If you've studied programming, engineering or computers in a professional capacity, you've no doubt heard the saying...
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that garbage in equals garbage out. It's most certainly the foundation of computer system operations, especially those pesky and elusive glitches we can't seem to avoid.
When you get to the bottom of these operations, the same line of thought applies to pretty much every known data breach. Regardless of what was compromised, there are three main factors that create the conditions for a data breach. Choices are either made or not made. Information systems and their accompanying security controls are either deployed or not deployed. And these systems are either managed or not managed. The resulting conditions from these factors will either help or hurt your business and determine the risks you face.
Microsoft Exchange is often the first point of entry in the steps leading up to a data breach, so you must know what you're up against both externally and internally. Remember, all it takes for a serious data breach similar to the recent Target or Home Depot breaches is just one missing patch or just one compromised password on just one mobile device, workstation or Outlook Web App account.
Address common data breach causes
If you want to minimize the chances of getting hit by a breach in your Exchange environment, you will really have to step up your security game. It starts with a security assessment that uncovers the low-hanging fruit likely to get people in trouble. Fix the problems you uncover there and continue to perform periodic and consistent assessment for other low-hanging fruit. But don't stop there.
Even if you don't consider yourself a security professional, you're still part of the security equation. Study the Verizon Data Breach Investigations Report and other security reports, such as the Trustwave Global Security Report. Mandiant's APT1 report, for example, is a fascinating and informative read for Exchange admins. All of the research, attack methods and data breach causes highlighted in the reports could affect your messaging environment in some way. This is why it's so important for you and your organization's key security players to understand what's going on. An exercise in threat modeling, for example, can go a long way toward protecting your messaging environment.
One of the biggest mistakes you can make is to believe that security threats come in the form of external adversaries or even malicious employees. I'd venture to guess that corporate politics are the underlying cause in a large number of data breaches. I've seen and heard of CIOs not wanting to test their systems for vulnerabilities in fear of being made to look bad. Similarly, some executives don't want to acknowledge the fact that nothing is getting done (or that the wrong things are being done); if they do, they've then taken ownership of problems they may not be willing to resolve. This is why it's so important to understand the political issues you should look for and to be prepared to respond to them.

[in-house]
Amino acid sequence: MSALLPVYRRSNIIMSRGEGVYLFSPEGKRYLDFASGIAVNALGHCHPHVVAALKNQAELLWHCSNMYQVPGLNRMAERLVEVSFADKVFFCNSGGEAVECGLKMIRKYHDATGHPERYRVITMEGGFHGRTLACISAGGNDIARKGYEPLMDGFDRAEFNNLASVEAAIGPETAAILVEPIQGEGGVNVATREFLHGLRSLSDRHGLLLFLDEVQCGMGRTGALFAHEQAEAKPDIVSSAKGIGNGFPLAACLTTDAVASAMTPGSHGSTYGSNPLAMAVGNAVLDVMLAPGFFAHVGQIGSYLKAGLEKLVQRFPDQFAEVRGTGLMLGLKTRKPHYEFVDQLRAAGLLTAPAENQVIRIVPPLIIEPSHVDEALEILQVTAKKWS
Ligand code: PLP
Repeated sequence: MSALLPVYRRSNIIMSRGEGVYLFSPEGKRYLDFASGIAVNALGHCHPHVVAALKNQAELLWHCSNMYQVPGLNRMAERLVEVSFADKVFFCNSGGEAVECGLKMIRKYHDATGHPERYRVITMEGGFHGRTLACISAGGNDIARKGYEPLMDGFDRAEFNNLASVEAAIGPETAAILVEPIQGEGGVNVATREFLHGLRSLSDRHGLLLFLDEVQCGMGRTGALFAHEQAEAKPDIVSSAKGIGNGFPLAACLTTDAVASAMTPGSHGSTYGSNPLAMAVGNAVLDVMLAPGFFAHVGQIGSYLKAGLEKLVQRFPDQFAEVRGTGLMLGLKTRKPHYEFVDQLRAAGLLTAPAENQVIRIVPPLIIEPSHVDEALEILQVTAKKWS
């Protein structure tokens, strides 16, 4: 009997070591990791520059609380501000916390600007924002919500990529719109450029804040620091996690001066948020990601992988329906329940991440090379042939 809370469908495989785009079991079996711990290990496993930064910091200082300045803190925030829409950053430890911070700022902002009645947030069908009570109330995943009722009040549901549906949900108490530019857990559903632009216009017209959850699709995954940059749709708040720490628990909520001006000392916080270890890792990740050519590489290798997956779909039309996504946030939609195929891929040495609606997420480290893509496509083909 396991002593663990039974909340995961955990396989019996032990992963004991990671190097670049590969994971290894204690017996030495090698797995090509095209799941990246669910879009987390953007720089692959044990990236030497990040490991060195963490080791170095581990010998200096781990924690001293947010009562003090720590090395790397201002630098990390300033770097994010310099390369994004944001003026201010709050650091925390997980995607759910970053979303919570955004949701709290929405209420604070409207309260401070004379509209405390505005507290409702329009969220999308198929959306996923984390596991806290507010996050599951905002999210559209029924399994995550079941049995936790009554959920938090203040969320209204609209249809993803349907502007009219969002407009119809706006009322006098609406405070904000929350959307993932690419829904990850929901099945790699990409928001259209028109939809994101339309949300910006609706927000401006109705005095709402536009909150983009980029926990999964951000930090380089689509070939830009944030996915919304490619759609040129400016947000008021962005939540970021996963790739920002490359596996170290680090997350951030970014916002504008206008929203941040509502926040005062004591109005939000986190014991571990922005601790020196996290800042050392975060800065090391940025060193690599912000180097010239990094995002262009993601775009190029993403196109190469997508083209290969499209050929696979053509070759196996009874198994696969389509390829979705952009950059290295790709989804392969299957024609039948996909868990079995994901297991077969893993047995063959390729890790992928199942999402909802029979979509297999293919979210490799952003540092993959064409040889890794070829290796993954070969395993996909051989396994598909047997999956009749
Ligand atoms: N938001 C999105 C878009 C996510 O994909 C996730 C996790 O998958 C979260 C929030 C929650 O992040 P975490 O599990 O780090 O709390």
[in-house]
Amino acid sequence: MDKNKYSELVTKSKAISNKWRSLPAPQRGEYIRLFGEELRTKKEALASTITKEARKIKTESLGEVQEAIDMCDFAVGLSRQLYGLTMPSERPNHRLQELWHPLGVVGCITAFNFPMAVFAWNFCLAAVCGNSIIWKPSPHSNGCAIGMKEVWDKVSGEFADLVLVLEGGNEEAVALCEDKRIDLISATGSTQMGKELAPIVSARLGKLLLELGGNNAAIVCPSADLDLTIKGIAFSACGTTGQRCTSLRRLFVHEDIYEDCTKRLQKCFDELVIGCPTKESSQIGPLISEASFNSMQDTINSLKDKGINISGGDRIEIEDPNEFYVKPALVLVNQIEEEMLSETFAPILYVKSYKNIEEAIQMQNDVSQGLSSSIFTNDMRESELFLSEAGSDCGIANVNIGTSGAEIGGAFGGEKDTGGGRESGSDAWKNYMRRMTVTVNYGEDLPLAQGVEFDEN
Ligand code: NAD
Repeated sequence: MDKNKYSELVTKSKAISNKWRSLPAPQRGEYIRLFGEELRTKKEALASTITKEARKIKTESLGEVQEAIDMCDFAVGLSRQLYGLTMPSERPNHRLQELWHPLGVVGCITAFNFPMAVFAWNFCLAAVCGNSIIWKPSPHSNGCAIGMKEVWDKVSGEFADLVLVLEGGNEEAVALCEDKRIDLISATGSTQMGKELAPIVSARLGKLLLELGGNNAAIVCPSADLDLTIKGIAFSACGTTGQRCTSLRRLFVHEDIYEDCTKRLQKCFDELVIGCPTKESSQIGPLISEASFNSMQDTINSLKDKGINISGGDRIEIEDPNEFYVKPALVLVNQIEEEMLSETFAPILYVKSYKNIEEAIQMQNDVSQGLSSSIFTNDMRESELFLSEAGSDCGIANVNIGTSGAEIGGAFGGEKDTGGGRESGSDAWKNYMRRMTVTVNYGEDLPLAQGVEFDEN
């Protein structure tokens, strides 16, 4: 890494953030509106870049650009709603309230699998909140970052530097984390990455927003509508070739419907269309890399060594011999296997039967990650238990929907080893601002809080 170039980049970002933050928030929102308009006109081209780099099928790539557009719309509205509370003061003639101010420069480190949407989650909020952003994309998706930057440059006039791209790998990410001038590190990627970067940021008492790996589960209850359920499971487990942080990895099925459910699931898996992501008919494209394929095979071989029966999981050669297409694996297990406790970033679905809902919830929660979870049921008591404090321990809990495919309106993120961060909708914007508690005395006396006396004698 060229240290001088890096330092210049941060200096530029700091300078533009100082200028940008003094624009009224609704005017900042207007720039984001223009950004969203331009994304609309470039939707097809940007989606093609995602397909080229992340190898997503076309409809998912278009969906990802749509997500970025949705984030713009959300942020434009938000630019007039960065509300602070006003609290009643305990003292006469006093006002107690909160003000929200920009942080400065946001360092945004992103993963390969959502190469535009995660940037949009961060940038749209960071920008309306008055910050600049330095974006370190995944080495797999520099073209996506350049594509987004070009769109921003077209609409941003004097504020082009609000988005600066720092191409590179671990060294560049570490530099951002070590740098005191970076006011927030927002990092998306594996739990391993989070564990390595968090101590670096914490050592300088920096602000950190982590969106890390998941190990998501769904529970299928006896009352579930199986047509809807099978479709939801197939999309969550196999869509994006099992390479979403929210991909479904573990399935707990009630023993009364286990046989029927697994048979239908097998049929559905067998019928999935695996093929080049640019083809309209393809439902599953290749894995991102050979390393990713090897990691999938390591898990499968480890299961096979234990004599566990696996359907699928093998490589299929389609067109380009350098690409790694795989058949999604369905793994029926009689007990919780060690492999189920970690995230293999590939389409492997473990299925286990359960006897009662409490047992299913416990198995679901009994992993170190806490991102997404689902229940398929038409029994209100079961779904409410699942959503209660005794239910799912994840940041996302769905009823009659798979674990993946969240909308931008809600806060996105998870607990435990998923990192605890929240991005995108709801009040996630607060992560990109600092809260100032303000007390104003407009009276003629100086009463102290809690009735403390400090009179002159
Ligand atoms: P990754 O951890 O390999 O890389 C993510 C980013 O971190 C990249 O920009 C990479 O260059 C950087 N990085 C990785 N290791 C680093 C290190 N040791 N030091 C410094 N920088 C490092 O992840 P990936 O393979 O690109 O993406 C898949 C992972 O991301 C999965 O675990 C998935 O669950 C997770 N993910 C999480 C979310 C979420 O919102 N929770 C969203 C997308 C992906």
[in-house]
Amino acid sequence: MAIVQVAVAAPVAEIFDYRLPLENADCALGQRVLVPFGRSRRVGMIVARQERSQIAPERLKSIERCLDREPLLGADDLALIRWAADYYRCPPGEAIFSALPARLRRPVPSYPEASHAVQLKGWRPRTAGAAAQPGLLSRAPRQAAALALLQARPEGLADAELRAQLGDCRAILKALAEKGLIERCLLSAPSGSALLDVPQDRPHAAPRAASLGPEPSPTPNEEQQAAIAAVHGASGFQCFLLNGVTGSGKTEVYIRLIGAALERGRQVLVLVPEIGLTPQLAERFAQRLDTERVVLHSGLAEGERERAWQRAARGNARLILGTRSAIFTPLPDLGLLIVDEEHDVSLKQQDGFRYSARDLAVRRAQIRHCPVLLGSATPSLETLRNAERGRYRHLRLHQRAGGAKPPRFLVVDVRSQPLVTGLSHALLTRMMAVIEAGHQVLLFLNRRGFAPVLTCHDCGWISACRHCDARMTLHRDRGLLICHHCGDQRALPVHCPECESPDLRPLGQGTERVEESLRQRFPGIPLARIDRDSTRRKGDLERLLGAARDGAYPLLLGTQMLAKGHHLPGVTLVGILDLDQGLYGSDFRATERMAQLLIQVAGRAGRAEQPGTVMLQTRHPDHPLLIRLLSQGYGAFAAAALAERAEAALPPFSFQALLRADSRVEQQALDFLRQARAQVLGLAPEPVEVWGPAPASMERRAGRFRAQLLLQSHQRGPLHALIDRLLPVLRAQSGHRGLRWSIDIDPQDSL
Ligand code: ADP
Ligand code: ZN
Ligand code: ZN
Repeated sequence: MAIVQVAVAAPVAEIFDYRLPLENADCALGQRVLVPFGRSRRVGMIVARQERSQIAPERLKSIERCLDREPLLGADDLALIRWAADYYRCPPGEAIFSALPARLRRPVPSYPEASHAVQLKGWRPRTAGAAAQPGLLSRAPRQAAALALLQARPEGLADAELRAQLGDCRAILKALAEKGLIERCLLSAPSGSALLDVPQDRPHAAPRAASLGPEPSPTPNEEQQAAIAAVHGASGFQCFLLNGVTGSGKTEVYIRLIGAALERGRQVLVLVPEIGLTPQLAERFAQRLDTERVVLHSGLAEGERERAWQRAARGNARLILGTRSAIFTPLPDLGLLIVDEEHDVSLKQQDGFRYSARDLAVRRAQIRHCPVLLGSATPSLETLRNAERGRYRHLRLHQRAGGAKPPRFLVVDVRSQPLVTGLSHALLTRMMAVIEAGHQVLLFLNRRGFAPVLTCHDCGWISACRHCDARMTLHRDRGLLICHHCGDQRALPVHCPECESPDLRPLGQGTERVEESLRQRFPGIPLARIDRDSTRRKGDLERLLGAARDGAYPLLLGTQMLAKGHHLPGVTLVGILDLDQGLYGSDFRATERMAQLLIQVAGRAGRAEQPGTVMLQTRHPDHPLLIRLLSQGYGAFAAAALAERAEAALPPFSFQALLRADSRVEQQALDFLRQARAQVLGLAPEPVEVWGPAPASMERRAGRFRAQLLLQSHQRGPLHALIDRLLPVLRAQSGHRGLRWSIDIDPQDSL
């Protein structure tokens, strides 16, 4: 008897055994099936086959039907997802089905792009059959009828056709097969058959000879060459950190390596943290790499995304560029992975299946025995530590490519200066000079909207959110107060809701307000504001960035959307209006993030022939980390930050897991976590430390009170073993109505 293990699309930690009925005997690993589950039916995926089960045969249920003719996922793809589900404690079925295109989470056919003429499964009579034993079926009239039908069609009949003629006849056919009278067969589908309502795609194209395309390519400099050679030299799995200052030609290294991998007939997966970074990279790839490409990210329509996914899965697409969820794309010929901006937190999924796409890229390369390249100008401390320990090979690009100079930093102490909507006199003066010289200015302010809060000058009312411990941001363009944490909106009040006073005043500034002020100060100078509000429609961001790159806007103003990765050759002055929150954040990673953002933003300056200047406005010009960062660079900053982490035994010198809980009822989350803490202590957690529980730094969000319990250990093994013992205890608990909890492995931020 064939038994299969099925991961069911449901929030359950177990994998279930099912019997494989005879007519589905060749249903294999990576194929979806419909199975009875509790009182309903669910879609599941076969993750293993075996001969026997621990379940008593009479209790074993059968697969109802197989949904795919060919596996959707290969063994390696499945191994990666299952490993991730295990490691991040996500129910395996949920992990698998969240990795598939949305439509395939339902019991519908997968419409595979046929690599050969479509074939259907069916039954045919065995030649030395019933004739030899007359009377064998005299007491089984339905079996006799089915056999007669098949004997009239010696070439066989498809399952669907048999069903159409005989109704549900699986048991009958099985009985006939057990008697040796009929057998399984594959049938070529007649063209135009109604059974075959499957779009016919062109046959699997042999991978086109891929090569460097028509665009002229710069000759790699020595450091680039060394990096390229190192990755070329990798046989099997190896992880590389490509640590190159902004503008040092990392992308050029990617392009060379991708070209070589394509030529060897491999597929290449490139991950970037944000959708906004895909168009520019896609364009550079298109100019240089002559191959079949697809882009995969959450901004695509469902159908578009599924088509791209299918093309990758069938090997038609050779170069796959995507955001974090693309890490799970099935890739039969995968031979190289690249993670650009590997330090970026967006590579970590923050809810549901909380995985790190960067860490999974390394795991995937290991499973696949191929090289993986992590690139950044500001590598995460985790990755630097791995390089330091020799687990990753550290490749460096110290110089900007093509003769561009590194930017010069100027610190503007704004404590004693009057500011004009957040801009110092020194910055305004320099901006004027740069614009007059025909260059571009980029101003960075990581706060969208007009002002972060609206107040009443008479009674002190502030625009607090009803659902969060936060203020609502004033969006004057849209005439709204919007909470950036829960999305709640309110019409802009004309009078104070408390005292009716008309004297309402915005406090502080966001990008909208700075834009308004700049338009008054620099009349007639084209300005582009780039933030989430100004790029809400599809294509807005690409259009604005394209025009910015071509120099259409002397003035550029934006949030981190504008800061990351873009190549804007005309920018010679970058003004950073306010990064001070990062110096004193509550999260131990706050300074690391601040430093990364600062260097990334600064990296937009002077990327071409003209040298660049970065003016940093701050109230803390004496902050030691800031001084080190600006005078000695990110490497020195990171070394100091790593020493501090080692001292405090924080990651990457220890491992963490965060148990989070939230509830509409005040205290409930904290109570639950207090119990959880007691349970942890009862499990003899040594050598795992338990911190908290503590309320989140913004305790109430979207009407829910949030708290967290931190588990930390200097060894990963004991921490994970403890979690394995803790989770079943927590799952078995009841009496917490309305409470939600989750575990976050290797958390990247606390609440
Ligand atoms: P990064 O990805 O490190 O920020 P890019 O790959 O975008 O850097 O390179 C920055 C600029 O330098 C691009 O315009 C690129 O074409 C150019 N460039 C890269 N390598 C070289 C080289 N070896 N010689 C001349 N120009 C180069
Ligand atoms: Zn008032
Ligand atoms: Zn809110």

Political plays are often quite obvious. It's the CIOs who don't want to get called out on what they're doing wrong in terms of security. It's the corporate legal counsel making decisions in lieu of the chief information security officer. It's the manage-by-committee approach to security and compliance where bystander apathy has a greater presence than true leadership. In so many situations, few people are willing to stand up and do what's right for an organization's security because if they fail (presumably due to a breach), their personal job security is at stake. It's like the BYOD security loophole present in most organizations; it's just a lot larger and across all of IT.
Go beyond the written policies and the Group Policies. If you look closely enough, you'll see what's really creating the messaging risks in your organization.
About the author:
Kevin Beaver has worked for himself for more than 11 years as an information security consultant, expert witness and professional speaker at Atlanta-based Principle Logic LLC. He specializes in performing independent security assessments revolving around information risk management, and is the author and co-author of many books, including The Practical Guide to HIPAA Privacy and Security Compliance and Hacking for Dummies.
This is part one in a series about how you can learn from the recent rash of data breaches to
protect your Exchange environment.
Click here for part two, which covers how email phishing can cause data breaches and the warning signs admins should look for.